Cathay Pacific Airways claims that mixed-fleet flying on its Airbus Industrie A330s and A340s has yielded crew-cost savings of up to 25%. The Hong Kong-based airline is a world leader in two-engine/four-engine mixed-fleet flying.

Capt John Bent, Cathay's flying training manager (policy), says that, following the initial costs of developing and winning approval for a mixed-fleet flying crew-training programme, rostering efficiencies are now delivering Airbus A330/A340 fleet aircrew cost-reductions of about 25%, compared with the costs of operating the two types as separate fleets. He was speaking at the 22-25 April International Training and Education Conference, in Lausanne, Switzerland.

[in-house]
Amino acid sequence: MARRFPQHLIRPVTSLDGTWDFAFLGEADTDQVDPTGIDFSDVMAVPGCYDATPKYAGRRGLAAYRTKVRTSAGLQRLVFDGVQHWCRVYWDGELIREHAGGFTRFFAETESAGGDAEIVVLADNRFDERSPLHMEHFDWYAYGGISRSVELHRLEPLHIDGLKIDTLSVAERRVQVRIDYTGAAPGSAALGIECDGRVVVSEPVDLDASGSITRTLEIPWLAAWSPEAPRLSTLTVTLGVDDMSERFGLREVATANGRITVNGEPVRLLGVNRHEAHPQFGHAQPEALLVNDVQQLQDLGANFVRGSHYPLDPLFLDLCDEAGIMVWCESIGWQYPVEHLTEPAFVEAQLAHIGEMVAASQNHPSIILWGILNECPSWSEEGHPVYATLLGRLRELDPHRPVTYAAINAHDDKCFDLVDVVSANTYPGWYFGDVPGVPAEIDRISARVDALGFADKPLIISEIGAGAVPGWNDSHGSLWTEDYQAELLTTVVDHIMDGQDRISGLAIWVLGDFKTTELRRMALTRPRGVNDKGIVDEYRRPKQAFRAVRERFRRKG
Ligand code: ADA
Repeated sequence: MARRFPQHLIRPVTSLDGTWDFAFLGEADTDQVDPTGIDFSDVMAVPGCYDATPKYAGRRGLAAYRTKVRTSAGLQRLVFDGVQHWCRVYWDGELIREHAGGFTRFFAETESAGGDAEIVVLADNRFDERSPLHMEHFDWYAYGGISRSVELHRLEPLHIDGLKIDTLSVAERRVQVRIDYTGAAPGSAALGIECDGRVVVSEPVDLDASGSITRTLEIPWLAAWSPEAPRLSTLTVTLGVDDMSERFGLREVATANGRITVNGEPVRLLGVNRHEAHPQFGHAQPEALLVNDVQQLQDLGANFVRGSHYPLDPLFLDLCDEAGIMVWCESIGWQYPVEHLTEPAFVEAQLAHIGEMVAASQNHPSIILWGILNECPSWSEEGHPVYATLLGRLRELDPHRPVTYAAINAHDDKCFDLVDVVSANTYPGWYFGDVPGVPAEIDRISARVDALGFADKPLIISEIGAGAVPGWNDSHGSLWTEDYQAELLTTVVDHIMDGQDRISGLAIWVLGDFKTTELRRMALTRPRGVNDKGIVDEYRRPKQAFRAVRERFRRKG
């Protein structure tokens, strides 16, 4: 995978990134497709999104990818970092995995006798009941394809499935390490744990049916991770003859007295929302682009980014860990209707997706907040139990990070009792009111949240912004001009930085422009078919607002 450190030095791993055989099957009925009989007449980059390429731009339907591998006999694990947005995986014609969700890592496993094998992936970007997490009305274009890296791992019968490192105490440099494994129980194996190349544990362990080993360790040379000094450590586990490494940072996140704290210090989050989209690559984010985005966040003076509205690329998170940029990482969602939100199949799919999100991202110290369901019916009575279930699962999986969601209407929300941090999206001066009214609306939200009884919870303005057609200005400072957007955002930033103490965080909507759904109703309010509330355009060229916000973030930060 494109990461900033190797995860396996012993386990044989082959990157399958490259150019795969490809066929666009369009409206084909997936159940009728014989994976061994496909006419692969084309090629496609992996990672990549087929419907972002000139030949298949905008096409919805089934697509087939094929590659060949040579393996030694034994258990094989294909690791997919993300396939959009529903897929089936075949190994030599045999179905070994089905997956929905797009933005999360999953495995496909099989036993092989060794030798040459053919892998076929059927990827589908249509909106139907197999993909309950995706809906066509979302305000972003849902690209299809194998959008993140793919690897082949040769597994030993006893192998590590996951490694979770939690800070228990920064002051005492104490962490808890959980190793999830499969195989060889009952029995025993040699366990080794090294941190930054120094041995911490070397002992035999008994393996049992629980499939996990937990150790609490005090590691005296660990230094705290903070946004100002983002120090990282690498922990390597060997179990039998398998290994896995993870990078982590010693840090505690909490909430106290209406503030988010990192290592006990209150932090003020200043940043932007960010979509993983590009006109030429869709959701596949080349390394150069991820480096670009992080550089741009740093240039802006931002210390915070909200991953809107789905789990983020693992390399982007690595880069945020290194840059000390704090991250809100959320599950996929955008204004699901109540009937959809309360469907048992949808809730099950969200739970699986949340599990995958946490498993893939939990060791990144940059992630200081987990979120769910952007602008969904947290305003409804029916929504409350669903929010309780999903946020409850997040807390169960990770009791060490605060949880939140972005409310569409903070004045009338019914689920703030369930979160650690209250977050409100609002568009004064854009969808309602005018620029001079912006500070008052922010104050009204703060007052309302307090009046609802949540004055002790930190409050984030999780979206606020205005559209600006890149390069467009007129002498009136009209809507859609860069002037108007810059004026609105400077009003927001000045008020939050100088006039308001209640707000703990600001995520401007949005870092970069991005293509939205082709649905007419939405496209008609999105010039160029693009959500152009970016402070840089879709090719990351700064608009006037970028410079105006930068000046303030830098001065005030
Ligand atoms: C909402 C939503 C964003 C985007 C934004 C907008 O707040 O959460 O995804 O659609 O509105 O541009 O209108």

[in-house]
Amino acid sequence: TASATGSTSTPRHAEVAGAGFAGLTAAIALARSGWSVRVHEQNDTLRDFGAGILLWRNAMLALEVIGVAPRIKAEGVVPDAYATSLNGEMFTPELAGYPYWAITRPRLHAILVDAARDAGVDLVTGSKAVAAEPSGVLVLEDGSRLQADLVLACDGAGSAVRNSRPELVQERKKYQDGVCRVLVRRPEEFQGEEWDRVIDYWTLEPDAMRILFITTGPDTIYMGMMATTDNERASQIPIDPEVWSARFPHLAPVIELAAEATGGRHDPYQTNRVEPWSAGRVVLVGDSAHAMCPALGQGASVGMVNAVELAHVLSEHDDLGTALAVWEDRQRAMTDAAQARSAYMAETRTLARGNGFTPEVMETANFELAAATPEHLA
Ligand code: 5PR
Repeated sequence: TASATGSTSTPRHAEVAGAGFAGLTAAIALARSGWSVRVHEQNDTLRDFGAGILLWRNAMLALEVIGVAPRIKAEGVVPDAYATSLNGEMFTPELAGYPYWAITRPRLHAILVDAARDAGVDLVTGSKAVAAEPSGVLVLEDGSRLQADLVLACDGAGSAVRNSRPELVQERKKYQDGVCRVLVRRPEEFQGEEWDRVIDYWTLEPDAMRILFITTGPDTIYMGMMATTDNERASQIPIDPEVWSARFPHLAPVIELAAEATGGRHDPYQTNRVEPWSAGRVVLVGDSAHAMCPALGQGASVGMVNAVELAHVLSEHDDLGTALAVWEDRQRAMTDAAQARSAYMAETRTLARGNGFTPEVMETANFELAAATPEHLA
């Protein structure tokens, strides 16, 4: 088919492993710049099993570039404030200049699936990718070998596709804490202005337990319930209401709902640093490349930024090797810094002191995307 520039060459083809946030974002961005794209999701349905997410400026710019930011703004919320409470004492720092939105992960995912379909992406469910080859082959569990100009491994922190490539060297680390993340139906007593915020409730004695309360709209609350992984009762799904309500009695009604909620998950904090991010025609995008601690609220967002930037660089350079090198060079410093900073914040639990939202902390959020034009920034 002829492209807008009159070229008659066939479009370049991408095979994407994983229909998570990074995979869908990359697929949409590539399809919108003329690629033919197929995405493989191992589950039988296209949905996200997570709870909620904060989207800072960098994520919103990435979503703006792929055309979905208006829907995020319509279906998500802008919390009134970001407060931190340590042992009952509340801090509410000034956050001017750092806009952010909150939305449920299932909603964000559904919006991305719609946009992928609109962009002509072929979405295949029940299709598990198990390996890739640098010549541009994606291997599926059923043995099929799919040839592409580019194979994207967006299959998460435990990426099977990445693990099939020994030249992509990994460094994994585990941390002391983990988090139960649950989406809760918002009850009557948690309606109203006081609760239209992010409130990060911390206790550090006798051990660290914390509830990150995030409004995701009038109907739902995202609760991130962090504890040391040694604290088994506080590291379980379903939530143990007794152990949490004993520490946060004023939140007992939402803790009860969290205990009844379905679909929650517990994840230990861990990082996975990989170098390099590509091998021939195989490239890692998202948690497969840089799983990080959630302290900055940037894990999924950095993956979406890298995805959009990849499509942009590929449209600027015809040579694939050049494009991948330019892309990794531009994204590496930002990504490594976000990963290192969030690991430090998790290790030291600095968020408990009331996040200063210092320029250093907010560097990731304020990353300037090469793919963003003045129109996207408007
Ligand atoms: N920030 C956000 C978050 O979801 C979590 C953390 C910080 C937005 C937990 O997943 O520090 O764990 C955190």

Without naming a figure, Bent says that he is talking "big money". To date, Cathay has six A340-300s and 11 A330-300s, and 165 pilots "-are flying both Airbus types routinely on a mixed-fleet roster".

The airline has been introducing Boeing 777-200 twins simultaneously. Cathay Pacific employs a total of 1,300 aircrew.

The Airbus training organisation has modified its instruction techniques to concentrate on Airbus-specific crew-resource management for pilots, cabin crew and ground maintenance staff. The techniques derive from line experience and emphasise communication and a positive approach to mistakes as part of a continual learning process. The manufacturer has also played its part in arranging A320 on-line training for China Eastern Airlines' ab initio pilots as first-officers with Air France, followed by a cross-crew-qualification conversion course on to China Eastern's A340s.

Source: Flight International